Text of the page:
All news from Anaesthesiology

General Anesthesia, Opioid-Free Is Given For Spine Surgery Using Drugs

Researchers showed the case of a 65-year-old man undergoing a two-level lumbosacral posterior spinal fusion under general anesthesia using dexmedetomidine, lidocaine, and nitrous oxide, without the use of any intraoperative opioids and minimal opioids postoperatively for 24 h. To our knowledge, this is the first report documenting this anesthetic technique and its benefits through the first postoperative day.

A Tiny Cellular Machine that Massacre Viruses

Bass, Shen and their colleagues examined one such specialized machine, a protein from the common fruit fly, Drosophila melanogaster. Now that scientists know how the fly protein works, they may be able to use some of the same tricks to overcome viruses that cause human disease. The study findings were published in the journal Science 

Novel genes of type 2 diabetic islets were identified

A combined study by Prof. Michele Solimena have demonstrated a novel cluster of dysregulated genes in the pancreatic islets of patients with type 2 diabetes. Type 2 diabetes, which affects more than 500 million people worldwide, results from the inability of beta cells in the pancreatic islets to provide the body with enough insulin to maintain blood glucose levels. These findings are now published in Diabetologia (the journal of the European Association for the Study of Diabetes [EASD]).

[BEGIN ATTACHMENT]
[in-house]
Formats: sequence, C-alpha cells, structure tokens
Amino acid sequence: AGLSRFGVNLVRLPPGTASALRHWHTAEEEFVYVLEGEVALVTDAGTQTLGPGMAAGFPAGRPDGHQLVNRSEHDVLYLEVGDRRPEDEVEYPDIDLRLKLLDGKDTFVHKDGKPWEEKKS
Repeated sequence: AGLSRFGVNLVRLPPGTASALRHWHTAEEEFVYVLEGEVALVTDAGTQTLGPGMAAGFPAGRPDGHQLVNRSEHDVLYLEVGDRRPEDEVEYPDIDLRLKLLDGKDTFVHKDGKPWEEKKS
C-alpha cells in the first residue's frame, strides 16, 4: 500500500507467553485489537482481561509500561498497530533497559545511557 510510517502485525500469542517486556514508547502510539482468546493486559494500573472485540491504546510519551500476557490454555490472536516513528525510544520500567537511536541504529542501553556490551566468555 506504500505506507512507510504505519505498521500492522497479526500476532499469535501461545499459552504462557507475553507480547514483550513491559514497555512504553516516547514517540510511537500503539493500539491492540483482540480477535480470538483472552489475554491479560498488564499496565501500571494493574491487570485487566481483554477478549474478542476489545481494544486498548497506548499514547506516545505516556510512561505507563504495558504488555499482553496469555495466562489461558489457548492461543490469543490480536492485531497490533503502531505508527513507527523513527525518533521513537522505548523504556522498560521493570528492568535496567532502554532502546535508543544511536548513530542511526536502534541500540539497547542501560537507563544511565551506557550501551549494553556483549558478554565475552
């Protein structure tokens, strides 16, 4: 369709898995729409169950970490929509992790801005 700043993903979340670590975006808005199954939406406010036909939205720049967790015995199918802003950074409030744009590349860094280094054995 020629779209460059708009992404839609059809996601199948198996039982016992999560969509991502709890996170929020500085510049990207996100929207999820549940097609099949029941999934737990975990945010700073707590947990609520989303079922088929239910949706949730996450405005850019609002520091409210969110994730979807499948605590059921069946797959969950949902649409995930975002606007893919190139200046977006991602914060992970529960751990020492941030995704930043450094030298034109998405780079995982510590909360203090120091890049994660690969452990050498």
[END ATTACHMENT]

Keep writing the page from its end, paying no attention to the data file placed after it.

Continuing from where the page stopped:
Brachytherapy is in Decline, and Money may be Why

The evidence is clear: Cervical cancer is best treated with brachytherapy, a form of radiation therapy. Yet the use of this potentially lifesaving treatment has been declining, and a new study published in International Journal of Radiation Oncology may explain why.  The study determined that eventhough, Medicare costs hospitals more than twice as much to provide brachytherapy as it does to provide external-beam radiation, the reimbursement doesn't reflect that.

Real-life sleep was captured with wrist-worn gadget for the first time

Researchers find a way to capture detailed information on human sleep cycles over long periods of time while individuals slumber at home in their usual way. According to the researchers, the findings represent a major breakthrough in sleep as for the first time it was possible to objectively capture the real-life sleep habits and sleep quality of large numbers of people. The study is published in Current Biology.